- The Washington Times - Wednesday, December 14, 2005


Falls Church defense contractor General Dynamics Corp. moved to bolster its presence in the information-technology market, announcing plans yesterday to acquire Fairfax defense and technology firm Anteon International Corp.

Under the deal, General Dynamics would pay $55.50 in cash for each Anteon share, a 36 percent premium over Anteon’s closing price on Tuesday of $40.77. The overall deal is valued at $2.2 billion, including $100 million of debt.

Anteon shares rose $13.25, or 32 percent, to close at $54.02 yesterday on the New York Stock Exchange. General Dynamics shares fell 41 cents to close at $111.68 on the NYSE.

General Dynamics, which makes nuclear submarines, tanks and command and control systems, said the deal immediately would boost its earnings. It expects to close the acquisition, which still needs approval from Anteon’s shareholders, by the end of the second quarter of next year. Both companies’ boards of directors already have approved the deal.

Anteon has a current business backlog of $6.6 billion and expects to bring in $1.72 billion in sales next year. The company designs systems for national defense, intelligence, homeland security and other government needs.

Almost 90 percent of Anteon’s $1.3 billion revenue in 2004 came from Defense Department contracts, the company said in its annual report.

Anteon employs 9,500, including 6,200 with security clearances. General Dynamics employs nearly 72,000 and had sales in 2004 of more than $19 billion.

General Dynamics Chief Executive Officer Nicholas Chabraja said Anteon significantly strengthens the company’s information-technology offerings to the defense, intelligence and homeland-security sectors.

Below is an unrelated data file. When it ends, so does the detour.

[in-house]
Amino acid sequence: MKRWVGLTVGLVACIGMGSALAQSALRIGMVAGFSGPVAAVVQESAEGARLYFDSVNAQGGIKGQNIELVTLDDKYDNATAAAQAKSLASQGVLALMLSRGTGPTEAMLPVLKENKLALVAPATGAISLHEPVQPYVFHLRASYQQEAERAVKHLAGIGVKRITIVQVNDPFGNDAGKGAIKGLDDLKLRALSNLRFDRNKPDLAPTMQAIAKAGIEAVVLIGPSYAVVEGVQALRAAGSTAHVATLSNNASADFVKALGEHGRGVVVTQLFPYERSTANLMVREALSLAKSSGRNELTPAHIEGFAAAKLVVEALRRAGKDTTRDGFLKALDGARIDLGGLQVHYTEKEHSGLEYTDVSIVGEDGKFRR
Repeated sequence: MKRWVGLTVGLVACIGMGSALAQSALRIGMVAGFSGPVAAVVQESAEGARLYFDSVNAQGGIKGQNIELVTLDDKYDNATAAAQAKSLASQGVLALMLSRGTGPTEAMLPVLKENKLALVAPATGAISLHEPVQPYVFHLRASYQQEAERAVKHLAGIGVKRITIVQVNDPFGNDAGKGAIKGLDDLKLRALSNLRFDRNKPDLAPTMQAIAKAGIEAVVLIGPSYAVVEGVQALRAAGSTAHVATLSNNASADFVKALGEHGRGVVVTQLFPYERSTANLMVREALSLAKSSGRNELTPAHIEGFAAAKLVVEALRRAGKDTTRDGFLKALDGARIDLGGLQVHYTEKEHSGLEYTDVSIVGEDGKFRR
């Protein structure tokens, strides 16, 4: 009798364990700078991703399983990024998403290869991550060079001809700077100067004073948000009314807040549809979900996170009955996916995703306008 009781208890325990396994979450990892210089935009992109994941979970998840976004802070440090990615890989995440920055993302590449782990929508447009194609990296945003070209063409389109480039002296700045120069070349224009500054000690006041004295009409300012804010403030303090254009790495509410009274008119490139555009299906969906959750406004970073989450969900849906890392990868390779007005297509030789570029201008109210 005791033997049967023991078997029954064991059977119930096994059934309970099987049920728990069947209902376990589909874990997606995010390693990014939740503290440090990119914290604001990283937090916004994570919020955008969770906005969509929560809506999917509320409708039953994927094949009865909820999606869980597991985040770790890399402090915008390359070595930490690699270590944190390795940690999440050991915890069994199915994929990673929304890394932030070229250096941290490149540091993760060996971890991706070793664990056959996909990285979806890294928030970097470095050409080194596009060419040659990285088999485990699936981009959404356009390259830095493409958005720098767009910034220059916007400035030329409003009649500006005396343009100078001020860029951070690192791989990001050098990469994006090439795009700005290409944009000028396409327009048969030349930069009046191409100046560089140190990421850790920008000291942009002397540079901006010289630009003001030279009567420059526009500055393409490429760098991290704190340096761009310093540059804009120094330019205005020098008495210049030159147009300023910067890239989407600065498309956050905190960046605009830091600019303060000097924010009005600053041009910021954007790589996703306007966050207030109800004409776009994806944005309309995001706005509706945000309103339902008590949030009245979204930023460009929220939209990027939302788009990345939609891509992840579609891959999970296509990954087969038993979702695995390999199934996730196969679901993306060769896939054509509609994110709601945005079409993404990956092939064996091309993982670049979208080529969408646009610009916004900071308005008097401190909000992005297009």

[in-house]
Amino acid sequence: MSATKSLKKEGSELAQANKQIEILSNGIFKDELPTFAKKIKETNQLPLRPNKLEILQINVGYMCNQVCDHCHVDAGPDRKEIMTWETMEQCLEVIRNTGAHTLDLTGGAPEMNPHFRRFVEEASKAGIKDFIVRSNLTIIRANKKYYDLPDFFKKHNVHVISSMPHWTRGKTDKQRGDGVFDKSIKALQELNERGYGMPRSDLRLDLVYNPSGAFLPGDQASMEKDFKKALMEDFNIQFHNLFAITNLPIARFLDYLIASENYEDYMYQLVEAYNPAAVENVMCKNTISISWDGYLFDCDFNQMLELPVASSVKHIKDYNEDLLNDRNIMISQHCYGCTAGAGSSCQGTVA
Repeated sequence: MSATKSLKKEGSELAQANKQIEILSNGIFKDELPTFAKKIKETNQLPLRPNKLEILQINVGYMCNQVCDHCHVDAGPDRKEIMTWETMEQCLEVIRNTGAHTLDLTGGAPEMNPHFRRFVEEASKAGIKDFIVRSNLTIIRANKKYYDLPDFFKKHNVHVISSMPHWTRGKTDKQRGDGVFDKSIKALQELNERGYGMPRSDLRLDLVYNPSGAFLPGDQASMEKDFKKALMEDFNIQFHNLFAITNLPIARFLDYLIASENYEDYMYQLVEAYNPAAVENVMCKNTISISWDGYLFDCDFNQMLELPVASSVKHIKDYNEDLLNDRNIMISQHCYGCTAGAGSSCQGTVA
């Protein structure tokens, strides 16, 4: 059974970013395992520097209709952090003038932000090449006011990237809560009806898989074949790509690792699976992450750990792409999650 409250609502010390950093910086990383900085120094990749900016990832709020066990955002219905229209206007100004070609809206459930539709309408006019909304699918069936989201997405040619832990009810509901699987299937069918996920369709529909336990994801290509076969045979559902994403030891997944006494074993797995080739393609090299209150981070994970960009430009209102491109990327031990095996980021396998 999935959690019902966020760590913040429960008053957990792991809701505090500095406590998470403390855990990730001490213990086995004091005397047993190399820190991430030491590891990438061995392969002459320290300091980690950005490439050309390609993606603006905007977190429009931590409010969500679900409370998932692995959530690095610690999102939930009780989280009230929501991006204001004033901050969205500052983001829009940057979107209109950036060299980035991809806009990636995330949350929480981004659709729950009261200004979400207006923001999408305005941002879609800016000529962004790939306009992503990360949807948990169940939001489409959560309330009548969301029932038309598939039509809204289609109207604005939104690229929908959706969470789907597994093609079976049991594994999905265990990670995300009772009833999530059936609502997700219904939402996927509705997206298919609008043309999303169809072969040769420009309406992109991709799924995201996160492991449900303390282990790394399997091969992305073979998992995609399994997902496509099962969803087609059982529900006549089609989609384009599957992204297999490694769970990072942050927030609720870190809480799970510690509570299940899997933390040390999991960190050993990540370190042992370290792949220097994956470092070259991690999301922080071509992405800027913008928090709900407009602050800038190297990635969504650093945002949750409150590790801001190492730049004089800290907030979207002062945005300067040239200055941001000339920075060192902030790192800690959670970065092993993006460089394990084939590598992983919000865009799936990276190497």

In a conference call with analysts yesterday, Mr. Chabraja said the two companies are largely complementary and rarely compete directly with each other.

Anteon CEO Joseph Kampf said in the call that the deal will allow Anteon, as part of General Dynamics, to compete on an even playing field with some of the nation’s biggest defense contractors, like Lockheed Martin Corp.

“We’ll be able to look those companies right in the eye,” Mr. Kampf said.

Jon Kutler, chief executive officer of Jefferies Quarterdeck, the aerospace and defense unit of the New York investment bank Jefferies Group, said he thinks the companies are a good fit and that he would not expect the merger to result in significant layoffs.

Mr. Kutler, who helped bring Mr. Kampf to Anteon when it was formed in the mid-1990s, said the acquisition fits with General Dynamics’ long-term strategy of establishing a major presence in the high-growth areas of the Pentagon budget, like systems management.

“When Nick Chabraja came to General Dynamics, it was primarily a tank and submarine company, and he has completely transformed that,” Mr. Kutler said.

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